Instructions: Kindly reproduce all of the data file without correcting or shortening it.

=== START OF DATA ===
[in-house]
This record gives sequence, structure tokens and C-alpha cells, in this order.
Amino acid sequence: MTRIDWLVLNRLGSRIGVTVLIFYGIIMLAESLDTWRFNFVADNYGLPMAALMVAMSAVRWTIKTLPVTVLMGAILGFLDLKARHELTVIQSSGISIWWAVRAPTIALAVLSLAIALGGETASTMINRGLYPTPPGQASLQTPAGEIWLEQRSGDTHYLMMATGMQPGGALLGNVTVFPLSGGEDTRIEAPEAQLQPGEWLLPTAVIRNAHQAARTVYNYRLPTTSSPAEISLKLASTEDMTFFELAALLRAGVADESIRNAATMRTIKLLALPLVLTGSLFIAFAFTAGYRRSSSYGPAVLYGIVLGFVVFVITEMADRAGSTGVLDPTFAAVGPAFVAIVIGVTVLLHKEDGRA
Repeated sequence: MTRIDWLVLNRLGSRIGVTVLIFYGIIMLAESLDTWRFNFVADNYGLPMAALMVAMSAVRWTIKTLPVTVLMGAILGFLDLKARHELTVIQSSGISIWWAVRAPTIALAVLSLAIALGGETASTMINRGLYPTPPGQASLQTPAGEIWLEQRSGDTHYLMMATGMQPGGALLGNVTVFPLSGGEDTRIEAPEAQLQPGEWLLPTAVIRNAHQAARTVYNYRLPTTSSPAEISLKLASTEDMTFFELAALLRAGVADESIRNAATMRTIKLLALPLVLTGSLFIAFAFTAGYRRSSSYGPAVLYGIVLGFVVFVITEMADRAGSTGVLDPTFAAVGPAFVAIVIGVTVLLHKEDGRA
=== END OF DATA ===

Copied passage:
[in-house]
This record gives sequence, structure tokens and C-alpha cells, in this order.
Amino acid sequence: MTRIDWLVLNRLGSRIGVTVLIFYGIIMLAESLDTWRFNFVADNYGLPMAALMVAMSAVRWTIKTLPVTVLMGAILGFLDLKARHELTVIQSSGISIWWAVRAPTIALAVLSLAIALGGETASTMINRGLYPTPPGQASLQTPAGEIWLEQRSGDTHYLMMATGMQPGGALLGNVTVFPLSGGEDTRIEAPEAQLQPGEWLLPTAVIRNAHQAARTVYNYRLPTTSSPAEISLKLASTEDMTFFELAALLRAGVADESIRNAATMRTIKLLALPLVLTGSLFIAFAFTAGYRRSSSYGPAVLYGIVLGFVVFVITEMADRAGSTGVLDPTFAAVGPAFVAIVIGVTVLLHKEDGRA
Repeated sequence: MTRIDWLVLNRLGSRIGVTVLIFYGIIMLAESLDTWRFNFVADNYGLPMAALMVAMSAVRWTIKTLPVTVLMGAILGFLDLKARHELTVIQSSGISIWWAVRAPTIALAVLSLAIALGGETASTMINRGLYPTPPGQASLQTPAGEIWLEQRSGDTHYLMMATGMQPGGALLGNVTVFPLSGGEDTRIEAPEAQLQPGEWLLPTAVIRNAHQAARTVYNYRLPTTSSPAEISLKLASTEDMTFFELAALLRAGVADESIRNAATMRTIKLLALPLVLTGSLFIAFAFTAGYRRSSSYGPAVLYGIVLGFVVFVITEMADRAGSTGVLDPTFAAVGPAFVAIVIGVTVLLHKEDGRA